- Stores have had to develop contactless check-out and physical protection for employees.
- Online ordering with in-store pick-up had to be modified to curbside pick-up with mobile apps or employees acting as greeters at pickup with apps and tablets to streamline the process, and the need to reconfigure parking lots and traffic patterns to give space for pick-up.
Six Months in, Customer Care Technology to the Rescue
We are now half a year into this situation and the initial rush to move employees to home and reconfigure retail is well on its way. And with no end in sight this could be our reality for some time to come. In fact, there are all the signs of a large percentage of WAH employees who may never go back to an office, and in retail, many consumers now have grown accustomed to ordering online and picking up at the store or having goods and take-out food delivered.
However, as mentioned above, retail margins are really small, and throwing manpower at a problem is not a sustainable strategy. As we enter phase 2, retailers are both streamlining the process and seeking ways to cut costs, not just add more people. So how can technology help? As we reported in Frost & Sullivan’s “Infusing AI into the Retail Customer Experience – Watch Out World—Your Next Food Server Could be a Bot” AI and automation were starting to have a positive impact on the retail sector, unrelated to COVID-19.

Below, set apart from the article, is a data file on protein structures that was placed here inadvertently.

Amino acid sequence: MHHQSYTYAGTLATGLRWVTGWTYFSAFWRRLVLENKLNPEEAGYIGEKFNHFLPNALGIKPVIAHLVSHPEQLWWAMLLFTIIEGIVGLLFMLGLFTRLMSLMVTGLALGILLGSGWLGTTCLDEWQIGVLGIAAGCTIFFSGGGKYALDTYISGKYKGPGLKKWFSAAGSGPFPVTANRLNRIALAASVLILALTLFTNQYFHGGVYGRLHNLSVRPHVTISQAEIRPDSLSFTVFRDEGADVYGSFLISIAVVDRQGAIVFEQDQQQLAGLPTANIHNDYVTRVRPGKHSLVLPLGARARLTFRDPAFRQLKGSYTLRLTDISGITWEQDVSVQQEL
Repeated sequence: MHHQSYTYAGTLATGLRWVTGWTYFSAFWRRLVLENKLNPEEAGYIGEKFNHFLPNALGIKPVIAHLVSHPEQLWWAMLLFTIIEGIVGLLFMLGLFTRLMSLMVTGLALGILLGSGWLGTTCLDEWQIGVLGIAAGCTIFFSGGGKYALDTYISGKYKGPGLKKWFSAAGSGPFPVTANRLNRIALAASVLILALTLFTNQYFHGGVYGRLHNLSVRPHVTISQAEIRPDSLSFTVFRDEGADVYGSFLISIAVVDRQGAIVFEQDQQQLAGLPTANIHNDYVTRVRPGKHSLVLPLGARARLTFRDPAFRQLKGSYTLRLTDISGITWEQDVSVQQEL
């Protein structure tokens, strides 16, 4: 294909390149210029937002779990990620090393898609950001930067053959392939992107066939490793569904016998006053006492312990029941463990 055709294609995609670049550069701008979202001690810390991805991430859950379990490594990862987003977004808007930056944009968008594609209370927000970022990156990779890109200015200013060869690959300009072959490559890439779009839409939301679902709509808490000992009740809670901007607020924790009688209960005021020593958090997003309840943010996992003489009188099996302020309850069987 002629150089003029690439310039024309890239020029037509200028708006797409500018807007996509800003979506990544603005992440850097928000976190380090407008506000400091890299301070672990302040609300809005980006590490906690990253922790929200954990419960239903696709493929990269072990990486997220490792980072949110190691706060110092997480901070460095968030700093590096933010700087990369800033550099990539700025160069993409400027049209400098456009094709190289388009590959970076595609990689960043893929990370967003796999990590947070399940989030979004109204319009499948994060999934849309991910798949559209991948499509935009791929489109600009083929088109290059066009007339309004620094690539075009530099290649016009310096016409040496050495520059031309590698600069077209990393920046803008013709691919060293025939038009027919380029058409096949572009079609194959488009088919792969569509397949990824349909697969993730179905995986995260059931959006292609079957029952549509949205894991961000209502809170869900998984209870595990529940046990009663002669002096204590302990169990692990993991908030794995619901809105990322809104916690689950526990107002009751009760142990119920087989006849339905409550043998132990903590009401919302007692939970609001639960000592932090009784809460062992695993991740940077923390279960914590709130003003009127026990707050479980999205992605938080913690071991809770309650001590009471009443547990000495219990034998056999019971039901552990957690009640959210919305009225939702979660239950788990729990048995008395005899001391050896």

This insight paints a broad picture of how employing solutions that are infused with technologies under the umbrella of artificial intelligence (speech technologies, artificial intelligence, machine learning, deep learning) can greatly improve operational efficiencies in the contact center and retail outlets as well as improving both CX and the employee experience (EX). Examples include super-charging self-service applications to better assist customers, such as virtual assistants powered by conversational AI, webchat and messaging apps, or the use of AI-powered workforce management to fine-tune scheduling and forecasting, which better assists in planning for retail part-time or seasonal employees.